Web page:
Team Canada captain Shane Doan personified the joy of victory at the World Hockey Championship as he picked up the IIHF trophy and accepted his gold medal.

The 4-2 win over Finland Sunday in Moscow put a very positive finish on a tournament that had started very negatively for the 30-year-old forward with the Phoenix Coyotes.

Doan's captaincy was questioned by some politicians in Ottawa over an alleged slur made toward a French-Canadian NHL linesman in 2005. Doan had denied making the remark, and the NHL had cleared him.

TSN commentator Dave Randorf said Doan was "very hurt and very emotional" by the allegations, but overcame adversity to play better.

"It really gave Doan some resolve to lead this team even better than he was before and I think the team rallied around him," Randorf told CTV Newsnet from Moscow. "I think it helped."

Asked afterward if the adversity made the victory that much sweeter, Doan said: "There's definitely an element of that. I mean, there's no way you can lie and not say that."

The win marked Canada's ninth straight at the tournament played in Moscow, and the team's third gold medal in the last five years.

Canada cruised through the tournament, earning comfortable wins and largely outscoring their opponents, but a late charge by Finland made the final interesting.

Doan fed teammate Rick Nash, who slid in a late goal to give Canada a two-goal cushion after Finland had battled back by scoring twice.

Nash and Eric Staal scored first-period power-play goals for Canada and Colby Armstrong tallied in the second. Nash was named tournament MVP.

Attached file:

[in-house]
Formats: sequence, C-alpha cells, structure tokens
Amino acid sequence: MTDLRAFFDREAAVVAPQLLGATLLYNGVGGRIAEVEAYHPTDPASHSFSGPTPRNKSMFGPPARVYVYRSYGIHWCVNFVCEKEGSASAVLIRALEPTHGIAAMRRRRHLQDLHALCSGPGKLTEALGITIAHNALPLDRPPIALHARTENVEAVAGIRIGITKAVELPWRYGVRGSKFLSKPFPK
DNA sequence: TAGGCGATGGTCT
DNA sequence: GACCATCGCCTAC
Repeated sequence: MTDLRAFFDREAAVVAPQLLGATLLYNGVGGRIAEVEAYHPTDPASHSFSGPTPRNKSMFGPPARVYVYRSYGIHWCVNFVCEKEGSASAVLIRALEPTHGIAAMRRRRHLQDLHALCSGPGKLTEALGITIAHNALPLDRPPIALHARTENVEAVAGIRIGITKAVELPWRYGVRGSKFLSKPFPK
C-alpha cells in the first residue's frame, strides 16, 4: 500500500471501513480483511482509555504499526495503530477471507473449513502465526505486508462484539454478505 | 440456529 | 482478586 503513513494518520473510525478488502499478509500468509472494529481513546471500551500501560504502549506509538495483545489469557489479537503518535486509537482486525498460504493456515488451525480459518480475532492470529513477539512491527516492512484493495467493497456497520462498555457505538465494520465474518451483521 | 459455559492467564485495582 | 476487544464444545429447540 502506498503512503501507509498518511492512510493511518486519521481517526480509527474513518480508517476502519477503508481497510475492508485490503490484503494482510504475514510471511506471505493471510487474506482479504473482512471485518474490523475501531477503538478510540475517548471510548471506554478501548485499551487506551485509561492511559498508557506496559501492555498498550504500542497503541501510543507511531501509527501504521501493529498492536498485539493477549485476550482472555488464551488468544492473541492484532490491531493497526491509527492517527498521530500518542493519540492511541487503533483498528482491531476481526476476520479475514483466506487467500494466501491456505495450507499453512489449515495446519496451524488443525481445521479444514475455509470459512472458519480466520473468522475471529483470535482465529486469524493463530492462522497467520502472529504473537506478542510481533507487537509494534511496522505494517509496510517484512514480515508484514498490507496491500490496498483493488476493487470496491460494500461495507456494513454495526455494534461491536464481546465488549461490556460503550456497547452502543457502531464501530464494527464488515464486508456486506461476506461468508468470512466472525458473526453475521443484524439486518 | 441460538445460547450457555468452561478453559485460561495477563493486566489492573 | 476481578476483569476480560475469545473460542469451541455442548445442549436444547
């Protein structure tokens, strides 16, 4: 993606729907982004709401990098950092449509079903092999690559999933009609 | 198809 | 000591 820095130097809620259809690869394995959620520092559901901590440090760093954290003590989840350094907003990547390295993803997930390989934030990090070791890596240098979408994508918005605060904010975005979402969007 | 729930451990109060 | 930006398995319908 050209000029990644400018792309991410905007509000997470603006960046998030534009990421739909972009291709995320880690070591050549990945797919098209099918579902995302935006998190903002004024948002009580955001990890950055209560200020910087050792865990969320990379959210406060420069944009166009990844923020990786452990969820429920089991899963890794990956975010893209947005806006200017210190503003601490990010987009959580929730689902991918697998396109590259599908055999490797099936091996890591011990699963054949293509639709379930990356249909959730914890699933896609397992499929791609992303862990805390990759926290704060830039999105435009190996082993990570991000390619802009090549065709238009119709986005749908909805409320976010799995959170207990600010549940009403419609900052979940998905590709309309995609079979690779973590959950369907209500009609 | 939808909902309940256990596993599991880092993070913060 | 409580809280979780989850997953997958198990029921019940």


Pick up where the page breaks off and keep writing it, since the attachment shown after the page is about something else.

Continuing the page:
A contingent of Canadian spectators cheered on the Mother's Day champions, who were led by coach Andy Murray and general manager Steve Yzerman.

In 2003 with Murray at the helm, Canada went undefeated in the tournament. The coach has 17 wins and a tie in his last 18 games at the event.

"I've had the ability to surround myself with quality people," Murray said after winning his third gold medal in four tries as Canada's coach in the tournament.

The Canadian team consisted of a few NHL veterans, up-and-coming stars and a college forward. The average age of the team was 25, and the squad was the youngest Canada has ever sent to the world championships.

The Canadians were bigger, stronger, faster and more disciplined than their opponents when the games counted most.

Canada outscored its opposition 13-4 during the playoff round games and seemed to get better as the tournament progressed.

Finland earned a place in the final by upsetting the host Russians 2-1 in overtime on Saturday. Russia defeated Sweden 3-1 earlier on Sunday to capture the bronze medal. 

Team Canada will defend its gold medal on home soil next year when the tournament is held in Halifax and Quebec City, the first time the event has ever been held in Canada.

But the squad will have to overcome a two-decade-old jinx as no country has won gold on home ice since 1986, Randorf said.

With a report from CTV's Roger Smith and files from The Canadian Press